Can salesperson guilt lead to more satisfied customers? Findings from India

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dc.contributor.author Gabler, Colin B.
dc.contributor.author Agnihotri, Raj
dc.contributor.author Itani, Omar S.
dc.date.accessioned 2020-03-11T11:39:26Z
dc.date.available 2020-03-11T11:39:26Z
dc.date.copyright 2017 en_US
dc.date.issued 2020-03-11
dc.identifier.issn 0885-8624 en_US
dc.identifier.uri http://hdl.handle.net/10725/11859 en_US
dc.description.abstract Purpose The purpose of this paper is to investigate guilt proneness as a prosocial salesperson trait and its impact on outcomes important to the firm, the customer as well as the salesperson. Specifically, the authors look at how this variable relates to job effort and the indirect effects on customer satisfaction. The corollary purpose is to uncover how managers influence these constructs through positive outcome feedback. Design/methodology/approach Prosocial motivation theory grounds the conceptual model which the authors test through survey implementation. The final sample consisted of 129 business-to-business (B2B) salespeople working across multiple industries in India. Latent moderated structural equation modeling was utilized to test the proposed model. Findings The results suggest that guilt proneness positively influences the likelihood that a salesperson adopts a relational orientation, which has a direct effect on individual effort and an indirect effect on customer satisfaction. Supervisors have the ability to amplify this effort through positive outcome feedback, but only when relational orientation is low. Their support had no effect on salespeople with a high relational orientation. Originality/value The study is unique in that it combines an overlooked prosocial trait with a B2B Indian dataset. We provide value for firms because our results show that guilt-prone salespeople put more effort into their job – ”something universally desirable among sales managers” – through the development of a relational orientation. The authors also give practical implications on how to support salespeople given their level of relational orientation. en_US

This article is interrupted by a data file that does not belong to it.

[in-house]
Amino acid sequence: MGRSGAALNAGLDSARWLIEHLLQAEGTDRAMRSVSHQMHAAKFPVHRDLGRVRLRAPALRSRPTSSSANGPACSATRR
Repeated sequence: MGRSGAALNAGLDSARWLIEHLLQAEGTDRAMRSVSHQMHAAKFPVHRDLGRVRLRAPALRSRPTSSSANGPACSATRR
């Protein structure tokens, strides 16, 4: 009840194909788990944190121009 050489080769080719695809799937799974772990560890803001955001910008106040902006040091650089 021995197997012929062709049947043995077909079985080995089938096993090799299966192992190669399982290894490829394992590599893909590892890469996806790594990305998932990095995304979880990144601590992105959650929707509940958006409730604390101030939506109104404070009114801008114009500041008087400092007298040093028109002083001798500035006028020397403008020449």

dc.language.iso en en_US
dc.title Can salesperson guilt lead to more satisfied customers? Findings from India en_US
dc.type Article en_US
dc.description.version Published en_US
dc.author.school SOB en_US
dc.author.idnumber 200501701 en_US
dc.author.department Hospitality Management And Marketing en_US
dc.description.embargo N/A en_US
dc.relation.journal Journal of Business & Industrial Marketing en_US
dc.journal.volume 32 en_US
dc.journal.issue 7 en_US
dc.article.pages 951-961 en_US
dc.identifier.doi https://10.1108/JBIM-12-2016-0287 en_US
dc.identifier.ctation Gabler, C. B., Agnihotri, R., & Itani, O. S. (2017). Can salesperson guilt lead to more satisfied customers? Findings from India. Journal of Business & Industrial Marketing 32 (7), 951-961. en_US
dc.author.email omar.itani@lau.edu.lb en_US
dc.identifier.tou http://libraries.lau.edu.lb/research/laur/terms-of-use/articles.php en_US
dc.identifier.url https://www.emerald.com/insight/content/doi/10.1108/JBIM-12-2016-0287/full/html en_US
dc.orcid.id https://orcid.org/0000-0003-2258-7837 en_US
dc.author.affiliation Lebanese American University en_US

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